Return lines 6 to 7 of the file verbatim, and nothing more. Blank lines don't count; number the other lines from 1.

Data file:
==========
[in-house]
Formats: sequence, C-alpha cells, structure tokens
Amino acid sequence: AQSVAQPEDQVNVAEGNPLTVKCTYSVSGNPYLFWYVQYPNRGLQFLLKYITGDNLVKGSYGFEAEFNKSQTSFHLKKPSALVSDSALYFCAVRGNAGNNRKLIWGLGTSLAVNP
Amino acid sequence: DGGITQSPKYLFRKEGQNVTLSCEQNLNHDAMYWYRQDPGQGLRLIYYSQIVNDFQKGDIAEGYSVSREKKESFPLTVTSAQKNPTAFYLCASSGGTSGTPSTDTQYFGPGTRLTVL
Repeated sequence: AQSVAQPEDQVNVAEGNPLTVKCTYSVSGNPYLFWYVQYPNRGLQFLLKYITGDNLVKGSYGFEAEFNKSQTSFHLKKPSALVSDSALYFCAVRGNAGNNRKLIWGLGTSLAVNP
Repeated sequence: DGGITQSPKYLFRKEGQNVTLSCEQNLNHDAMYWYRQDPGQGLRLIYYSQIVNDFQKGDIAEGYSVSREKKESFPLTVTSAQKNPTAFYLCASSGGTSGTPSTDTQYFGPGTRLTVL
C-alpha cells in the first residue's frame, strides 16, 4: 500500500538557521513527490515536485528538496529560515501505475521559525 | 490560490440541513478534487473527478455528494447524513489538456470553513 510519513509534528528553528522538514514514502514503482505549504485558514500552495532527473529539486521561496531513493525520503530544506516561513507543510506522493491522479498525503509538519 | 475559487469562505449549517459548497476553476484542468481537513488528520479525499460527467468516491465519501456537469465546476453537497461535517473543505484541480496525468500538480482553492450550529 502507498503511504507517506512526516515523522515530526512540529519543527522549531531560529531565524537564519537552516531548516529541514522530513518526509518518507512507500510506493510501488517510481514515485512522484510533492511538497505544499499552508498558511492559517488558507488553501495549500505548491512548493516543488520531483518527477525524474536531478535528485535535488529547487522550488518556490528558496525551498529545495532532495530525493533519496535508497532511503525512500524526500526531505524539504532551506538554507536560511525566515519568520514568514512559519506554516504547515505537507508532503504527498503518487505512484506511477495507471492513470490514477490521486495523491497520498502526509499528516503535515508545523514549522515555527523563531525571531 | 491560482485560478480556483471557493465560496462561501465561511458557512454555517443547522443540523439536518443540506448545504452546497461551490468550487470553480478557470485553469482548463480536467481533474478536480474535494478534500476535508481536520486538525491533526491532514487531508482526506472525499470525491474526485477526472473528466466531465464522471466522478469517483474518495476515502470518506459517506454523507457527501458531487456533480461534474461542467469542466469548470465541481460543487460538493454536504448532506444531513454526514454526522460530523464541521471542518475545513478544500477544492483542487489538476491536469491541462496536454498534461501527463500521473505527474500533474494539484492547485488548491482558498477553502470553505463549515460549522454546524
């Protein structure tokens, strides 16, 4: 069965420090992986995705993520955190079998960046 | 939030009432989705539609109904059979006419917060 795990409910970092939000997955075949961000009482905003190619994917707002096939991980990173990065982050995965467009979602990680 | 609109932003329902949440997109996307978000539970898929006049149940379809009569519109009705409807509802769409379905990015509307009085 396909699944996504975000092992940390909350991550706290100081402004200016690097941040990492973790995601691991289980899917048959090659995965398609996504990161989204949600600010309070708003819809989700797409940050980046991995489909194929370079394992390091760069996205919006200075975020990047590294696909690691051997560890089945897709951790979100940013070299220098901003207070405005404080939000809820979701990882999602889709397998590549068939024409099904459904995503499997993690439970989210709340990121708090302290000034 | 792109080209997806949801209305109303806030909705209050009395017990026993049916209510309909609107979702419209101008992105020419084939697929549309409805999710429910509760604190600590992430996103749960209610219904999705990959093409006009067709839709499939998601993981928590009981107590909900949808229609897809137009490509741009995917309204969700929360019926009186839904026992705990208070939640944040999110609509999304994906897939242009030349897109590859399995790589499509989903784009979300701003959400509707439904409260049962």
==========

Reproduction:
Repeated sequence: DGGITQSPKYLFRKEGQNVTLSCEQNLNHDAMYWYRQDPGQGLRLIYYSQIVNDFQKGDIAEGYSVSREKKESFPLTVTSAQKNPTAFYLCASSGGTSGTPSTDTQYFGPGTRLTVL
C-alpha cells in the first residue's frame, strides 16, 4: 500500500538557521513527490515536485528538496529560515501505475521559525 | 490560490440541513478534487473527478455528494447524513489538456470553513 510519513509534528528553528522538514514514502514503482505549504485558514500552495532527473529539486521561496531513493525520503530544506516561513507543510506522493491522479498525503509538519 | 475559487469562505449549517459548497476553476484542468481537513488528520479525499460527467468516491465519501456537469465546476453537497461535517473543505484541480496525468500538480482553492450550529 502507498503511504507517506512526516515523522515530526512540529519543527522549531531560529531565524537564519537552516531548516529541514522530513518526509518518507512507500510506493510501488517510481514515485512522484510533492511538497505544499499552508498558511492559517488558507488553501495549500505548491512548493516543488520531483518527477525524474536531478535528485535535488529547487522550488518556490528558496525551498529545495532532495530525493533519496535508497532511503525512500524526500526531505524539504532551506538554507536560511525566515519568520514568514512559519506554516504547515505537507508532503504527498503518487505512484506511477495507471492513470490514477490521486495523491497520498502526509499528516503535515508545523514549522515555527523563531525571531 | 491560482485560478480556483471557493465560496462561501465561511458557512454555517443547522443540523439536518443540506448545504452546497461551490468550487470553480478557470485553469482548463480536467481533474478536480474535494478534500476535508481536520486538525491533526491532514487531508482526506472525499470525491474526485477526472473528466466531465464522471466522478469517483474518495476515502470518506459517506454523507457527501458531487456533480461534474461542467469542466469548470465541481460543487460538493454536504448532506444531513454526514454526522460530523464541521471542518475545513478544500477544492483542487489538476491536469491541462496536454498534461501527463500521473505527474500533474494539484492547485488548491482558498477553502470553505463549515460549522454546524